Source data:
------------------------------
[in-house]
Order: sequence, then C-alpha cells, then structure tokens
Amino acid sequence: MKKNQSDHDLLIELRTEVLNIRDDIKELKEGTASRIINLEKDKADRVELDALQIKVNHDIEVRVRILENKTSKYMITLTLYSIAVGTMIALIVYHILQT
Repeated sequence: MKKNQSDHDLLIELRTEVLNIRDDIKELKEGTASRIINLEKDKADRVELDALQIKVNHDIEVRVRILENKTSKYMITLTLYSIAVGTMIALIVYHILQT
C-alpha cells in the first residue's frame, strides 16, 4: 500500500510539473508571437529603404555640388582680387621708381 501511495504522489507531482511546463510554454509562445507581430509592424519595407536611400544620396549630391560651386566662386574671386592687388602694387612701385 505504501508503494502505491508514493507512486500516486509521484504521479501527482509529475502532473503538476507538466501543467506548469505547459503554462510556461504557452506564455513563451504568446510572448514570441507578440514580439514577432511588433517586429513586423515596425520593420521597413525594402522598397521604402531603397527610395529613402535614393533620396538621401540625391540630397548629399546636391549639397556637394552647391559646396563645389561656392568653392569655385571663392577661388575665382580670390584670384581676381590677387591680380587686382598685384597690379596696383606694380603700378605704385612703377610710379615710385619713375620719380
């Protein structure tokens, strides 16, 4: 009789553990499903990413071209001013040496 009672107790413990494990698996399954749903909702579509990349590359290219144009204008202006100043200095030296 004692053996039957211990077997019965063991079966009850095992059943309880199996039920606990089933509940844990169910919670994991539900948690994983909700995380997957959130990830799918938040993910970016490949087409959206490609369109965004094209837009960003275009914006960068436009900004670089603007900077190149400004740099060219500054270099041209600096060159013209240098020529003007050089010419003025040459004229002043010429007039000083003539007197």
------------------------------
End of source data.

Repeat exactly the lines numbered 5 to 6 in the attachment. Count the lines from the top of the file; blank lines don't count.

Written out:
C-alpha cells in the first residue's frame, strides 16, 4: 500500500510539473508571437529603404555640388582680387621708381 501511495504522489507531482511546463510554454509562445507581430509592424519595407536611400544620396549630391560651386566662386574671386592687388602694387612701385 505504501508503494502505491508514493507512486500516486509521484504521479501527482509529475502532473503538476507538466501543467506548469505547459503554462510556461504557452506564455513563451504568446510572448514570441507578440514580439514577432511588433517586429513586423515596425520593420521597413525594402522598397521604402531603397527610395529613402535614393533620396538621401540625391540630397548629399546636391549639397556637394552647391559646396563645389561656392568653392569655385571663392577661388575665382580670390584670384581676381590677387591680380587686382598685384597690379596696383606694380603700378605704385612703377610710379615710385619713375620719380
């Protein structure tokens, strides 16, 4: 009789553990499903990413071209001013040496 009672107790413990494990698996399954749903909702579509990349590359290219144009204008202006100043200095030296 004692053996039957211990077997019965063991079966009850095992059943309880199996039920606990089933509940844990169910919670994991539900948690994983909700995380997957959130990830799918938040993910970016490949087409959206490609369109965004094209837009960003275009914006960068436009900004670089603007900077190149400004740099060219500054270099041209600096060159013209240098020529003007050089010419003025040459004229002043010429007039000083003539007197």